While the FTC’s focus on business opportunity misrepresentations is nothing new, [14] in the AdvoCare enforcement action the FTC provided specific examples of the kind of statements that they are scrutinizing. Further, the FTC’s October 2019 consumer-facing guidance notes promoters of a pyramid scheme “may try to recruit you with pitches about what you’ll earn. They may say you can change your life—quit your job and even get rich—by selling the company’s products. That’s a lie.”[15] The 2019 consumer-facing guidance also warns potential participants to be wary of “extravagant promises about earning potential,” emphasis on recruitment as the “real way to make money,” and the use of “emotions or high-pressure sales tactics” like emphasis on losing out on an opportunity to make money.[16] Many of these “warning signs” track the FTC’s complaint against AdvoCare.[17] For instance, the complaint highlighted that AdvoCare and its high-level distributors allegedly taught other distributors “to create a “fear of loss” in recruits,” by using such messaging like “You can lose $50,000 by not going.”[18] As the complaint makes clear, the FTC will closely scrutinize direct-selling companies’ marketing materials to ensure compliance with its guidance.

Furthermore, the complaint contends that AdvoCare’s business plan is based on a structure that encourages people to reach a certain status and to recruit other consumers to reach the same status, through recruitment alone, rather than the sale of products to people who consume and use them.[19] First, the FTC asserts that AdvoCare, along with certain high-level distributors, “encourages consumers to personally purchase products to satisfy compensation plan requirements,” suggesting that distributors were not purchasing products for consumer demand.[20] In its guidance, the FTC has expressed concern that certain compensation structures could incentivize participants to buy product and recruit or pressure other participants to buy product “for reasons other than their own or other consumers’ actual demand,” and rather, to advance in the marketing program.[21] The complaint cites to statements by AdvoCare and individual distributors encouraging other AdvoCare distributors to “personally purchase products to qualify for Advisor,” with some high-level distributors like the McDaniel defendants “pressuring recruits to take financial risks to reach Advisor” status.[22] The complaint also notes that some distributors would “purchase products on other distributors’ accounts. . . These purchases are untethered to retail sales activity or demand and are instead made only to qualify for increased compensation.”[23]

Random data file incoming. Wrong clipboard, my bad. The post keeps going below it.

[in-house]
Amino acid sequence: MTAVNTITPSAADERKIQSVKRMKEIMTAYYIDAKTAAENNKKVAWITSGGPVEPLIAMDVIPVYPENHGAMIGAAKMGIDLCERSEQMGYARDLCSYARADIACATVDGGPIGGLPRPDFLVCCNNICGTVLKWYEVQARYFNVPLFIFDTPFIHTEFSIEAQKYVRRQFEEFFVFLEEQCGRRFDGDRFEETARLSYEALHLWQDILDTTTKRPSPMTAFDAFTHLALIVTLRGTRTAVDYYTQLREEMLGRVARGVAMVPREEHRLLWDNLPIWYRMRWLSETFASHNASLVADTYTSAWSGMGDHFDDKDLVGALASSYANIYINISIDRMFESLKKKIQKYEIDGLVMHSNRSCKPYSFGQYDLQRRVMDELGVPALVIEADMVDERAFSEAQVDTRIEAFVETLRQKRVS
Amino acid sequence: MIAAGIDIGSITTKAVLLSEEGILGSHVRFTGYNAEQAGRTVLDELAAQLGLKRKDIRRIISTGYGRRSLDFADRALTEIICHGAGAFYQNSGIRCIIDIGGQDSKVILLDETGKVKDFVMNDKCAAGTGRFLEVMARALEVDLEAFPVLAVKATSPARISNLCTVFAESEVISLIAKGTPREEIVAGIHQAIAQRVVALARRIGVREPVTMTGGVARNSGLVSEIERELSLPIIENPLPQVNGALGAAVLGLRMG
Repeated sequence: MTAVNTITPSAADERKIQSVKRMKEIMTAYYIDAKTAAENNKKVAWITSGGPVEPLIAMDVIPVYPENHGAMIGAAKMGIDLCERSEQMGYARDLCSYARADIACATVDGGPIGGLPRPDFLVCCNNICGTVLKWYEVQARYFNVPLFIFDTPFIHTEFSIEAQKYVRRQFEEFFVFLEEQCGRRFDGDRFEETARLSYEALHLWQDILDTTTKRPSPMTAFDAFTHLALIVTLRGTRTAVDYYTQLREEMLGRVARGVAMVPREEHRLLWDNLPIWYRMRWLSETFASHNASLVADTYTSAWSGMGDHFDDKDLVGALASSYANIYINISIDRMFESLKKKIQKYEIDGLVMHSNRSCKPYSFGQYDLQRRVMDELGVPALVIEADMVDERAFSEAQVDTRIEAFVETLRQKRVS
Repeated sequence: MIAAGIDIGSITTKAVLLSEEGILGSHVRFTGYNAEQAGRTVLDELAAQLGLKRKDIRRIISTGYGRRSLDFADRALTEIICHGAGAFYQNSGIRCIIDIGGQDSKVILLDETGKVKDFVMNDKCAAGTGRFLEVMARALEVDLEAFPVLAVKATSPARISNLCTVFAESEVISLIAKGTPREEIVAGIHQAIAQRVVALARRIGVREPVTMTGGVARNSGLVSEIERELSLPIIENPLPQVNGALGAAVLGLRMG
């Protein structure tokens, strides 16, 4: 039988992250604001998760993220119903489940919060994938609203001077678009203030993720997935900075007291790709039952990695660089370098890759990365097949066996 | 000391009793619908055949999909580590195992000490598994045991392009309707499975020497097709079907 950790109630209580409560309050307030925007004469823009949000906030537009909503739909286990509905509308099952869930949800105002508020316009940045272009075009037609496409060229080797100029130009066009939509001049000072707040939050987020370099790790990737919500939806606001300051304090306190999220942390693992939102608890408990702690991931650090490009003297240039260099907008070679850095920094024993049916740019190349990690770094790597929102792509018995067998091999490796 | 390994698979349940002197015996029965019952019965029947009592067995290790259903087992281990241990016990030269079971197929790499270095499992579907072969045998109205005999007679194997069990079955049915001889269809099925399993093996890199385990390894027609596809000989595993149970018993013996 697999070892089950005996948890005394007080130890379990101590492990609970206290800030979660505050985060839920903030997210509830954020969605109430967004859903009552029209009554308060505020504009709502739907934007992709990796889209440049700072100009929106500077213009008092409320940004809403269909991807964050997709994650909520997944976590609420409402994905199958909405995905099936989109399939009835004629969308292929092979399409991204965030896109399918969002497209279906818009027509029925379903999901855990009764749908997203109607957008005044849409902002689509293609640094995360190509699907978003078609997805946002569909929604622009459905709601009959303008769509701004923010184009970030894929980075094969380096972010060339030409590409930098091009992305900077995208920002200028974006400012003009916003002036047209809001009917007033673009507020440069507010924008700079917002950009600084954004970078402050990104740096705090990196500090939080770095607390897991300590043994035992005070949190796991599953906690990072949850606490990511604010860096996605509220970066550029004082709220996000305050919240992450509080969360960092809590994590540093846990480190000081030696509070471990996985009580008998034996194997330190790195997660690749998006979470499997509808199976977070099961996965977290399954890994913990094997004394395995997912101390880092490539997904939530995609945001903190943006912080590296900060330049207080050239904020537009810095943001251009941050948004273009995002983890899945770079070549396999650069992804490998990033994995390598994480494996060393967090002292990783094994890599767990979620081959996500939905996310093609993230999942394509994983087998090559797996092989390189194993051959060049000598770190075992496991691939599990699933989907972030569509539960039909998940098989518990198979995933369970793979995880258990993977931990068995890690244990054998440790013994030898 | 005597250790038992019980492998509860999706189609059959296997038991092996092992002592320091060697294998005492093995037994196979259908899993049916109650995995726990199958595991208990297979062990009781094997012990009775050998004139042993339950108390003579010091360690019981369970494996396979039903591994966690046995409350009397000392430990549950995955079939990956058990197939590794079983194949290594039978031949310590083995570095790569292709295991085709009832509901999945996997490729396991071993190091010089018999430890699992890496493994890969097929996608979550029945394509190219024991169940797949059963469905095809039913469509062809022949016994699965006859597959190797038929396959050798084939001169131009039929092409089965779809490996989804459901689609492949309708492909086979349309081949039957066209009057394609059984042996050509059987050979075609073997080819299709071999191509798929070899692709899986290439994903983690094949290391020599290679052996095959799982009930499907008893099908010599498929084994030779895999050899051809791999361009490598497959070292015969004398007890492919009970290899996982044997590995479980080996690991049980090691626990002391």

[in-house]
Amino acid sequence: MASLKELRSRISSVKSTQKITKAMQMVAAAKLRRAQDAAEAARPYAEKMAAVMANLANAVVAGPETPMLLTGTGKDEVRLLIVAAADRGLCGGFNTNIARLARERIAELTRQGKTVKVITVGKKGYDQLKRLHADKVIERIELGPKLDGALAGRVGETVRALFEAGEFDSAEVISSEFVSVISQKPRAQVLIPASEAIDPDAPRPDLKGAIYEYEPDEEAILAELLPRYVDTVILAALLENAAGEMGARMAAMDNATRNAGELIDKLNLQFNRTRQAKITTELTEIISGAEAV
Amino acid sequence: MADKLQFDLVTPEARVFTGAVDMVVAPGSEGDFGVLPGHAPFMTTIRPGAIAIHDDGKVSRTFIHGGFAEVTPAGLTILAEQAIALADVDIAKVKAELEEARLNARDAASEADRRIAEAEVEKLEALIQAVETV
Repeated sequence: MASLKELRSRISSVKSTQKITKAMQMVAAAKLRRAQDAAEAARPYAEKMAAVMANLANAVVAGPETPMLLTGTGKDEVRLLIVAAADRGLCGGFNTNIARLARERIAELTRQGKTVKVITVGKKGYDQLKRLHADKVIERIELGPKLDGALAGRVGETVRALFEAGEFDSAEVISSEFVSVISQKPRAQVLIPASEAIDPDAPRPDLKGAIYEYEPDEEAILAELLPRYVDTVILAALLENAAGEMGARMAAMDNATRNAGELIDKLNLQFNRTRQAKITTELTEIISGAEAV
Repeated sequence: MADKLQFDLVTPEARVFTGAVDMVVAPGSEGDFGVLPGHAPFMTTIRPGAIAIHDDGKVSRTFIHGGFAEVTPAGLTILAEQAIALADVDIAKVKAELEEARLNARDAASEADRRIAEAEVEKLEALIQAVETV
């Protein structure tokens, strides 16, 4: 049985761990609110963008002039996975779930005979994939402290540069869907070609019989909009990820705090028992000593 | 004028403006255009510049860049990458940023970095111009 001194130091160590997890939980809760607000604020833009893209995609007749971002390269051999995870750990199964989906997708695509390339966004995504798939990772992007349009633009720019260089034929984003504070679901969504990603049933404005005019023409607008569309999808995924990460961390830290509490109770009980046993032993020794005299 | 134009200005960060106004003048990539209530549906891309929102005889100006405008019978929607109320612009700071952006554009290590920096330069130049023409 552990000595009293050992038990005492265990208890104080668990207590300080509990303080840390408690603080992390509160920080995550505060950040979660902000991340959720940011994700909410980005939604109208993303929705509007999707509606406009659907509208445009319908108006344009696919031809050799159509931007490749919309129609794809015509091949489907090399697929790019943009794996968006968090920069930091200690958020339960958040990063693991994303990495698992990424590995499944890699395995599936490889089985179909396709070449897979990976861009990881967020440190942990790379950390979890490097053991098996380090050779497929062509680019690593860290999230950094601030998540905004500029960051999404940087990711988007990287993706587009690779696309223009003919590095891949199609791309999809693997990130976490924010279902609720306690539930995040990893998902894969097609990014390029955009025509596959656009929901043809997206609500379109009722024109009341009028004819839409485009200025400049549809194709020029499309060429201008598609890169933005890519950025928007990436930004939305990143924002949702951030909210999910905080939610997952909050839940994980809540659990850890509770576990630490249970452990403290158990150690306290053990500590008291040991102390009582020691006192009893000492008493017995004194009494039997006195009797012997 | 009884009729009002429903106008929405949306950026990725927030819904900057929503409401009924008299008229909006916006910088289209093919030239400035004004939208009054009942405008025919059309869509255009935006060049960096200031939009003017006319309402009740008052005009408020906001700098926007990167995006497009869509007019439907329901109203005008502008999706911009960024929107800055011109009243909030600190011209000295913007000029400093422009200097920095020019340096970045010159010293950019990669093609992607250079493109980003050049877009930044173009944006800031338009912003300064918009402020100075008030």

The FTC’s complaint also details a number of tactics allegedly used by AdvoCare and certain distributors to encourage recruitment over product sales.[24] The complaint identifies statements by high-level distributors, such as “I’m not selling Spark [an AdvoCare product] I am selling stay at home mommies . . . We sell freedom,” which the FTC contends is intended to dissuade consumers from focusing on retail sales and focus instead on recruitment.[25] In its guidance, the FTC has routinely stated that “at the heart of a legitimate MLM are real product sales to real customers” and has further expounded on that statement, explaining that such sales should be to “people unaffiliated with the company” and “profitable and verifiable.”[26] In its October 2019 guidance to consumers, the FTC states “[i]f the MLM is not a pyramid scheme, it will pay you based on your sales to retail customers, without having to recruit new distributors.”[27]